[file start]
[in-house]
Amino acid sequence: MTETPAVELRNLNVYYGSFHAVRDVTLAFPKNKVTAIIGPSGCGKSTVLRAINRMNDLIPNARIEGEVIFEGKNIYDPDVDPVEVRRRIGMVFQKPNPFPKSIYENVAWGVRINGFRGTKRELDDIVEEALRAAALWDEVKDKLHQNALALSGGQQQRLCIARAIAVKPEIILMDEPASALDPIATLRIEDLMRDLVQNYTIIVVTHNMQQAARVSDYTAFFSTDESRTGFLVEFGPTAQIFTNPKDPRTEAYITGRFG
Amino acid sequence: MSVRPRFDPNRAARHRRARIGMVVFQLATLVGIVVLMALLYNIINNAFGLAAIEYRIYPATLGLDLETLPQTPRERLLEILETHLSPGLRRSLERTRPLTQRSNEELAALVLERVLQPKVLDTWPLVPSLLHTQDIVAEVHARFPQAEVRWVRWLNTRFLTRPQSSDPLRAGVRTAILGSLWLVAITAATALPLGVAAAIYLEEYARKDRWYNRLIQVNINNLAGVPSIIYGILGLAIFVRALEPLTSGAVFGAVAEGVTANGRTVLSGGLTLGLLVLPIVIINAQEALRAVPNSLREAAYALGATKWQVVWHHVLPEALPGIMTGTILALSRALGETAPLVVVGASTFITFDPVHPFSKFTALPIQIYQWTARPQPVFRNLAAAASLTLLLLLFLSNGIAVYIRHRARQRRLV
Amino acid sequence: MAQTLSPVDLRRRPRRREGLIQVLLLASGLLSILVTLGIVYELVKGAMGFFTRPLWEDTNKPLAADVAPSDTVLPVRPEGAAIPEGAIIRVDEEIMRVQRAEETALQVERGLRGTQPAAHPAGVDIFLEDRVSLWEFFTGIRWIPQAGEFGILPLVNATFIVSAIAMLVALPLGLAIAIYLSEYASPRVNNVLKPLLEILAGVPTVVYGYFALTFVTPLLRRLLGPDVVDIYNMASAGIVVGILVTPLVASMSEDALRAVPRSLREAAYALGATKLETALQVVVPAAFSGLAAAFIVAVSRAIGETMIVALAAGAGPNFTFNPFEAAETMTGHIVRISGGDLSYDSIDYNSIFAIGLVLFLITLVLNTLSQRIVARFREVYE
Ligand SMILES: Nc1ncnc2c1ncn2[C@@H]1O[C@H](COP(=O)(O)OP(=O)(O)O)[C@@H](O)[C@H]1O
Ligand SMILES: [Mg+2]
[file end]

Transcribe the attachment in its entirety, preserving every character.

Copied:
[in-house]
Amino acid sequence: MTETPAVELRNLNVYYGSFHAVRDVTLAFPKNKVTAIIGPSGCGKSTVLRAINRMNDLIPNARIEGEVIFEGKNIYDPDVDPVEVRRRIGMVFQKPNPFPKSIYENVAWGVRINGFRGTKRELDDIVEEALRAAALWDEVKDKLHQNALALSGGQQQRLCIARAIAVKPEIILMDEPASALDPIATLRIEDLMRDLVQNYTIIVVTHNMQQAARVSDYTAFFSTDESRTGFLVEFGPTAQIFTNPKDPRTEAYITGRFG
Amino acid sequence: MSVRPRFDPNRAARHRRARIGMVVFQLATLVGIVVLMALLYNIINNAFGLAAIEYRIYPATLGLDLETLPQTPRERLLEILETHLSPGLRRSLERTRPLTQRSNEELAALVLERVLQPKVLDTWPLVPSLLHTQDIVAEVHARFPQAEVRWVRWLNTRFLTRPQSSDPLRAGVRTAILGSLWLVAITAATALPLGVAAAIYLEEYARKDRWYNRLIQVNINNLAGVPSIIYGILGLAIFVRALEPLTSGAVFGAVAEGVTANGRTVLSGGLTLGLLVLPIVIINAQEALRAVPNSLREAAYALGATKWQVVWHHVLPEALPGIMTGTILALSRALGETAPLVVVGASTFITFDPVHPFSKFTALPIQIYQWTARPQPVFRNLAAAASLTLLLLLFLSNGIAVYIRHRARQRRLV
Amino acid sequence: MAQTLSPVDLRRRPRRREGLIQVLLLASGLLSILVTLGIVYELVKGAMGFFTRPLWEDTNKPLAADVAPSDTVLPVRPEGAAIPEGAIIRVDEEIMRVQRAEETALQVERGLRGTQPAAHPAGVDIFLEDRVSLWEFFTGIRWIPQAGEFGILPLVNATFIVSAIAMLVALPLGLAIAIYLSEYASPRVNNVLKPLLEILAGVPTVVYGYFALTFVTPLLRRLLGPDVVDIYNMASAGIVVGILVTPLVASMSEDALRAVPRSLREAAYALGATKLETALQVVVPAAFSGLAAAFIVAVSRAIGETMIVALAAGAGPNFTFNPFEAAETMTGHIVRISGGDLSYDSIDYNSIFAIGLVLFLITLVLNTLSQRIVARFREVYE
Ligand SMILES: Nc1ncnc2c1ncn2[C@@H]1O[C@H](COP(=O)(O)OP(=O)(O)O)[C@@H](O)[C@H]1O
Ligand SMILES: [Mg+2]